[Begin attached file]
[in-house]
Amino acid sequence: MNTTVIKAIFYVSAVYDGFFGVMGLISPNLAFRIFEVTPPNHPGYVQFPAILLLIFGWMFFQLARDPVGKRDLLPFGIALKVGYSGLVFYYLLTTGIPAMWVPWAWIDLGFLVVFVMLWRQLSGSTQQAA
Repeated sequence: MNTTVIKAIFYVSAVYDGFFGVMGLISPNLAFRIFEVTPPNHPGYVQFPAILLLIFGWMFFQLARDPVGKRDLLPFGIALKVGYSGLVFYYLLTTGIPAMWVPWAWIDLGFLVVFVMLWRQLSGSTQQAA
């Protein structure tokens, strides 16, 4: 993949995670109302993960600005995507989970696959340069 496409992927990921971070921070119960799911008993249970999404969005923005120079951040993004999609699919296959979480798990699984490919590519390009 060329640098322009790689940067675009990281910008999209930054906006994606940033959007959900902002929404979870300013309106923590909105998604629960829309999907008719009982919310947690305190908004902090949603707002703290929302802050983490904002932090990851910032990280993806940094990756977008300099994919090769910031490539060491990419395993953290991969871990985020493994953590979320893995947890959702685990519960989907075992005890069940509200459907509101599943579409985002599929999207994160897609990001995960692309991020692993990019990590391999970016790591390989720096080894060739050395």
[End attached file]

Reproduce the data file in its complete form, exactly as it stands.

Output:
[in-house]
Amino acid sequence: MNTTVIKAIFYVSAVYDGFFGVMGLISPNLAFRIFEVTPPNHPGYVQFPAILLLIFGWMFFQLARDPVGKRDLLPFGIALKVGYSGLVFYYLLTTGIPAMWVPWAWIDLGFLVVFVMLWRQLSGSTQQAA
Repeated sequence: MNTTVIKAIFYVSAVYDGFFGVMGLISPNLAFRIFEVTPPNHPGYVQFPAILLLIFGWMFFQLARDPVGKRDLLPFGIALKVGYSGLVFYYLLTTGIPAMWVPWAWIDLGFLVVFVMLWRQLSGSTQQAA
């Protein structure tokens, strides 16, 4: 993949995670109302993960600005995507989970696959340069 496409992927990921971070921070119960799911008993249970999404969005923005120079951040993004999609699919296959979480798990699984490919590519390009 060329640098322009790689940067675009990281910008999209930054906006994606940033959007959900902002929404979870300013309106923590909105998604629960829309999907008719009982919310947690305190908004902090949603707002703290929302802050983490904002932090990851910032990280993806940094990756977008300099994919090769910031490539060491990419395993953290991969871990985020493994953590979320893995947890959702685990519960989907075992005890069940509200459907509101599943579409985002599929999207994160897609990001995960692309991020692993990019990590391999970016790591390989720096080894060739050395």